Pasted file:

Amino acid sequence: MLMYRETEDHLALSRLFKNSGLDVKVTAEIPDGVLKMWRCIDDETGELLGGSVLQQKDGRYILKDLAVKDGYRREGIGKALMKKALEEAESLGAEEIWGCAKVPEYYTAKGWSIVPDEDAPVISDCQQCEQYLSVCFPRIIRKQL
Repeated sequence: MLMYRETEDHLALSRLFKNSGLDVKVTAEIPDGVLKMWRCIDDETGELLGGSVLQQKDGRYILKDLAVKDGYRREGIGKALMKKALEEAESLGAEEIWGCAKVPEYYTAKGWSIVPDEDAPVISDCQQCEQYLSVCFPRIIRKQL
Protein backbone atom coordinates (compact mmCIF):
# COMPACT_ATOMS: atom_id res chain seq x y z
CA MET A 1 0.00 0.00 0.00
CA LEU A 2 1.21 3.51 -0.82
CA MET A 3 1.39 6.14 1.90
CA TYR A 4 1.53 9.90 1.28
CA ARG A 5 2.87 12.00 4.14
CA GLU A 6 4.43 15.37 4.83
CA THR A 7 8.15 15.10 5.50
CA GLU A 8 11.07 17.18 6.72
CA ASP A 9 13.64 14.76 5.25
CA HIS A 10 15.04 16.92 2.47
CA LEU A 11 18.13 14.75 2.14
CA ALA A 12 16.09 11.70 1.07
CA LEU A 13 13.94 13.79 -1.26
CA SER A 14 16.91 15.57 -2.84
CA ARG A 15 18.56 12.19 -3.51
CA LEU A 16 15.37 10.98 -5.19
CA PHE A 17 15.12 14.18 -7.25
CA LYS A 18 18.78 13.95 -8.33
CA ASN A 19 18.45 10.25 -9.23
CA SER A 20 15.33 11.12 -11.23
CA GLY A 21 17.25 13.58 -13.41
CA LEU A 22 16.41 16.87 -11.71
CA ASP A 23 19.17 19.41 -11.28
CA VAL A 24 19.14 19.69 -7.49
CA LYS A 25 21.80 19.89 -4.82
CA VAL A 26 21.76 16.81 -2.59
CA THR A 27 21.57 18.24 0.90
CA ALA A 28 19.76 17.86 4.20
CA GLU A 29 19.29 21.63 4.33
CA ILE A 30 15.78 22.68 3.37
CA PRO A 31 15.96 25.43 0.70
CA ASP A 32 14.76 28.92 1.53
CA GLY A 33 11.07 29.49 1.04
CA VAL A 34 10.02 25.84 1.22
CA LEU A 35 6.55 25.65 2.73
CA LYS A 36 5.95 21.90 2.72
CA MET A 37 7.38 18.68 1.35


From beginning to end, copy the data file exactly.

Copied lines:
Amino acid sequence: MLMYRETEDHLALSRLFKNSGLDVKVTAEIPDGVLKMWRCIDDETGELLGGSVLQQKDGRYILKDLAVKDGYRREGIGKALMKKALEEAESLGAEEIWGCAKVPEYYTAKGWSIVPDEDAPVISDCQQCEQYLSVCFPRIIRKQL
Repeated sequence: MLMYRETEDHLALSRLFKNSGLDVKVTAEIPDGVLKMWRCIDDETGELLGGSVLQQKDGRYILKDLAVKDGYRREGIGKALMKKALEEAESLGAEEIWGCAKVPEYYTAKGWSIVPDEDAPVISDCQQCEQYLSVCFPRIIRKQL
Protein backbone atom coordinates (compact mmCIF):
# COMPACT_ATOMS: atom_id res chain seq x y z
CA MET A 1 0.00 0.00 0.00
CA LEU A 2 1.21 3.51 -0.82
CA MET A 3 1.39 6.14 1.90
CA TYR A 4 1.53 9.90 1.28
CA ARG A 5 2.87 12.00 4.14
CA GLU A 6 4.43 15.37 4.83
CA THR A 7 8.15 15.10 5.50
CA GLU A 8 11.07 17.18 6.72
CA ASP A 9 13.64 14.76 5.25
CA HIS A 10 15.04 16.92 2.47
CA LEU A 11 18.13 14.75 2.14
CA ALA A 12 16.09 11.70 1.07
CA LEU A 13 13.94 13.79 -1.26
CA SER A 14 16.91 15.57 -2.84
CA ARG A 15 18.56 12.19 -3.51
CA LEU A 16 15.37 10.98 -5.19
CA PHE A 17 15.12 14.18 -7.25
CA LYS A 18 18.78 13.95 -8.33
CA ASN A 19 18.45 10.25 -9.23
CA SER A 20 15.33 11.12 -11.23
CA GLY A 21 17.25 13.58 -13.41
CA LEU A 22 16.41 16.87 -11.71
CA ASP A 23 19.17 19.41 -11.28
CA VAL A 24 19.14 19.69 -7.49
CA LYS A 25 21.80 19.89 -4.82
CA VAL A 26 21.76 16.81 -2.59
CA THR A 27 21.57 18.24 0.90
CA ALA A 28 19.76 17.86 4.20
CA GLU A 29 19.29 21.63 4.33
CA ILE A 30 15.78 22.68 3.37
CA PRO A 31 15.96 25.43 0.70
CA ASP A 32 14.76 28.92 1.53
CA GLY A 33 11.07 29.49 1.04
CA VAL A 34 10.02 25.84 1.22
CA LEU A 35 6.55 25.65 2.73
CA LYS A 36 5.95 21.90 2.72
CA MET A 37 7.38 18.68 1.35